posted on June 10, 2009 19:00
A review of the album 'Which Bitch?' by The View
Review Snapshot: A failed attempt by the 'Dundonian upstarts' to recreate the magic of their debut album, 'Hats Off to the Buskers.' In the words of all of our favourite teachers, 'a good effort, but a lot more work is needed.'
The Cluas Verdict? 4 out of 10
I recall listening to an excellent album in 2007 which shaped my summer, this album was 'Hats off to the Buskers', the debut album from ambitious Scots The View. It was a personal portrayal of working-class life and the lyrics and music were immeasurably perfect. My hopes were high for their follow up 'Which Bitch?' They needn't have been.
Evidently life has changed for the band since the success of their debut. In particular, the lead singer Kyle Falconer moved out of his Dundee council-estate family home into a central London apartment. Surely this would cause progression in the band's music? It's apparent from the outset of the album that The View are desperately trying to retain the 'working-class, hard life' attitude that dominated their first album. It was believable then. It's not believable now.
Tracks such as 'Double Yellow Lines' and '5Rebeccas' make for dull listening, rarely showing any stand-out melodies or lyrics. It's nearly impossible to engage with these songs, they're not even vaguely memorable and are easily forgotten. It's evident they've tried, but perhaps a bit too hard?
Ballad 'Unexpected' is a poignant addition to the album. Falconer wrote it about his father, who passed away from cancer when he was a child. Violins and cellos add to the already emotive song, effectively portraying the despair Falconer must have felt at the time. It's a heart-wrenching track, with lyrics such as 'You would lead a shortened life/cause your light was running low.'
Their latest single 'Temptation Dice' is arguably the best track here with a Libertine-esque catchy riff and an overall danceable tune. The lyrics may be indecipherable at times, but it seems to complement the music perfectly. In this song they caught the essence of their first album that was somehow lost along the way.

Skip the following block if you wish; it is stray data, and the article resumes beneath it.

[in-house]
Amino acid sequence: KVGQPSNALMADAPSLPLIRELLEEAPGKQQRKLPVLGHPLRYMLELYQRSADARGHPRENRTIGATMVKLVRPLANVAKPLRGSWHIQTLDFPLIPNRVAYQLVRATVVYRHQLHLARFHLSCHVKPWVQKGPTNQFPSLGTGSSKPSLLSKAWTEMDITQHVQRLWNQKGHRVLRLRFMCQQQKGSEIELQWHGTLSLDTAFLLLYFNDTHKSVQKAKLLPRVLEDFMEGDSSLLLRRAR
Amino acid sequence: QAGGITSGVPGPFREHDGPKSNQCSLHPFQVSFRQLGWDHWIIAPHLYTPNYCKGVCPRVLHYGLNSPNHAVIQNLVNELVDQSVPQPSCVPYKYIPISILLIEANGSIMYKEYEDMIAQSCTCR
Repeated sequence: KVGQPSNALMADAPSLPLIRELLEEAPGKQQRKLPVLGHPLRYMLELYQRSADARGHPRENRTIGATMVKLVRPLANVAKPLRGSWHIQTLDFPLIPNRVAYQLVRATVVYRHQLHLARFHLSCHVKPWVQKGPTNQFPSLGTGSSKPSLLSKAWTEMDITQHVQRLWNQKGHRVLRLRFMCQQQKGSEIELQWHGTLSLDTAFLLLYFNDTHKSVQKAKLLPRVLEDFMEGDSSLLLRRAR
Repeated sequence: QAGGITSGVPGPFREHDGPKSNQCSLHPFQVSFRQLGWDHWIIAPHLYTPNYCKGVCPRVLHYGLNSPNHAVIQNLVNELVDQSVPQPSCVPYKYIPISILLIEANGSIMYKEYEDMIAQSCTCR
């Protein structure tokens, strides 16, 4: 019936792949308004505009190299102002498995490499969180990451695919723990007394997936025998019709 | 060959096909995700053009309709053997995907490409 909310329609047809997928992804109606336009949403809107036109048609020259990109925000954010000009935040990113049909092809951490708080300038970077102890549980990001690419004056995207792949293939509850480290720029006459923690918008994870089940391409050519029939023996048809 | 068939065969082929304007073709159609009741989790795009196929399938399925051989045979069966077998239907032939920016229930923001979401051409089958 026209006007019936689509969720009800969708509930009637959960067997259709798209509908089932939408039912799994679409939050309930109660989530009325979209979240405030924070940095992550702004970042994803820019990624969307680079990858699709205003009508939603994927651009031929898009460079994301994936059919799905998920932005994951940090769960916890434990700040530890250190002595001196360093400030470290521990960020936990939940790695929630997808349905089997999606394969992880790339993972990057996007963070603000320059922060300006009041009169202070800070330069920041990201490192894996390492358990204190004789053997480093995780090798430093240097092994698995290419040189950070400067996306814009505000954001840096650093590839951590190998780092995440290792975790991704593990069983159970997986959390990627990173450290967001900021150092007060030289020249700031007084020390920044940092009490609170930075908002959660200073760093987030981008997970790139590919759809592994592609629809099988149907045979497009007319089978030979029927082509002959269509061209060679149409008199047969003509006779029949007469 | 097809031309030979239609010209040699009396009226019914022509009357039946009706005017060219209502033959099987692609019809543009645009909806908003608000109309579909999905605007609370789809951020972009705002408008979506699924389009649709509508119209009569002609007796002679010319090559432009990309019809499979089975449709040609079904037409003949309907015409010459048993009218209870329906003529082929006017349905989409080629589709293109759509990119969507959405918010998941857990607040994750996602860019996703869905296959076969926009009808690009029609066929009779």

Paolo Nutini was recording his new album in a studio in Wales near to where The View were recording 'Which Bitch?' They, wisely, roped him into collaborating with them on the track 'Covers', beautifully singing with Falconer and giving the album a lift. This track is definitely a high-point on 'Which Bitch?', it has real emotion and is noticeably different to every other track on the album. It is, in contrast to several other tracks, memorable and somewhat redeems the otherwise lifeless album.
'Realisation' is, without a doubt, the album's worst track. Bassist Kieron Webster takes on singing duties for most of this track, but the song just seems so long , even though it's only 3:41 in length. It seems very rushed, and it's difficult to tell what 'style' they were trying to go for. A disappointment at best. One redeeming grace on this track is the acappella line 'Take for granted Eagers omen/Stories lost its moment.' It's all in harmony and is sublime. I can't help but think that if they'd paid as much attention to the rest of the song as they did this line, it could be something wonderful.
Overall, 'Which Bitch?' is lacking in the musical genius which was present in The View's first album. I hold out hope that this album was mainly experimental, and that any future releases will contain the excitable, emotional rollercoaster they portrayed in the past.